negotiation instructions to defend the denial of offsets. Thus, the 
Department should not adopt a change and provide for offsets while the 
issue is still being negotiated.
    Department's Position: The Department is conducting this exercise 
pursuant to the procedures specifically established by section 123 of 
the URAA. This exercise is necessary to implement the panel report in 
US - Zeroing (EC) within the reasonable period of time negotiated by 
the United States. Notwithstanding this determination, the Department 
will continue to work closely with United States Trade Representative 
to pursue the negotiating objectives of the United States in the Doha 
Round.

Whether the Department Should Change Its Methodology as it Applies to 
Constructed Value and Non-Market Economies

    One commentor argues that the WTO panel report did not address the 
denial of offsets when the Department compares constructed value to 
export price, or when the Department engages in a non-market economy 
analysis. Accordingly, the Department should continue to deny offsets 
in these two situations.
    Department's Position: The Department has declined to adopt this 
suggestion. As stated above, when the Department engages in an average-
to-average comparison, it divides the sales of the subject merchandise 
into ``averaging groups.'' These averaging groups usually consist of 
identical or virtually identical merchandise sold at the same level of 
trade. 19 CFR 351.414(d)(2). The Department then calculates a weighted-
average of the export prices or constructed export prices of the sales 
included in the averaging group, and compares that to the weighted-
average of the normal values of such sales. 19 CFR 351.414(d)(1).
    The use of constructed value and the factors of production 
methodology concerns the manner by which the Department calculates the 
average normal value in the average-to-average comparisons.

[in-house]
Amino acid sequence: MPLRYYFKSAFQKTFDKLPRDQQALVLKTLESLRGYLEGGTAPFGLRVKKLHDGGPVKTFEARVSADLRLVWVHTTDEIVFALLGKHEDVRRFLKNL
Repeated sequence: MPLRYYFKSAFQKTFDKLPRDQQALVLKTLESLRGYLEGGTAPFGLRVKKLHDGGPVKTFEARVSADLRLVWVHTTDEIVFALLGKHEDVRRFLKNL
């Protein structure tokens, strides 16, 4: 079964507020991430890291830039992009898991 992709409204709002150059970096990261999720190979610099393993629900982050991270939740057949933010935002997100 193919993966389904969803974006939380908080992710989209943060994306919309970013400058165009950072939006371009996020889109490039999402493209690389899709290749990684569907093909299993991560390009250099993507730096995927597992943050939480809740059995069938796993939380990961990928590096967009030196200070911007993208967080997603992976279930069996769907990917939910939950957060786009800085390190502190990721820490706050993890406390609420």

For example, the Department bases its calculation of normal value 
on constructed value ``where home market sales of the merchandise in 
question are either nonexistent, in inadequate numbers, or 
inappropriate to serve as a benchmark for a fair price, such as where 
sales are disregarded because they are sold at below-cost prices.'' SAA 
at 839. Constructed value is calculated on a control number-specific 
basis, and compared to the average export price of the corresponding 
averaging group.
    Similarly, pursuant to section 773(c) of the Act, when an 
investigation involves a non-market economy country, the Department 
calculates normal value based on the factors of production methodology. 
Under this methodology, in an investigation the Department calculates a 
control number-specific normal value and compares it to the average 
export price for the corresponding averaging group.
    Whether normal value is based on home market sales, third country 
sales, constructed value, or the factors of production methodology does 
not alter the manner in which the comparison is made between the 
weighted-average export price and the weighted-average normal value or 
the manner in which those results are aggregated in an investigation. 
Thus, if the Department is to provide offsets for non-dumped sales when 
utilizing the average-to-average comparison methodology in an 
antidumping investigation, there is no basis for treating 
investigations involving constructed value or the factors of production 
methodology that also utilize the average-to-average comparison 
methodology in a different manner.

Whether Implementation Should Apply to On-Going Investigations

    Some commentors argue that if the Department provides offsets when 
using the average-to-average comparison methodology during an 
antidumping investigation, this change should apply to all pending 
proceedings. These commentors argue that when a U.S. court announces a 
new interpretation of a statute it would apply to all pending cases. 
Failing to do so would create unequal justice, and, according to these 
commentors, would be a deliberate and purposeful violation of the WTO 
Antidumping Agreement.
    Other commentors note that there is no precedent for a retroactive 
implementation of a WTO dispute settlement report. Rather, sections 123 
and 129 of the URAA, which govern implementation, set forth a specific 
effective date.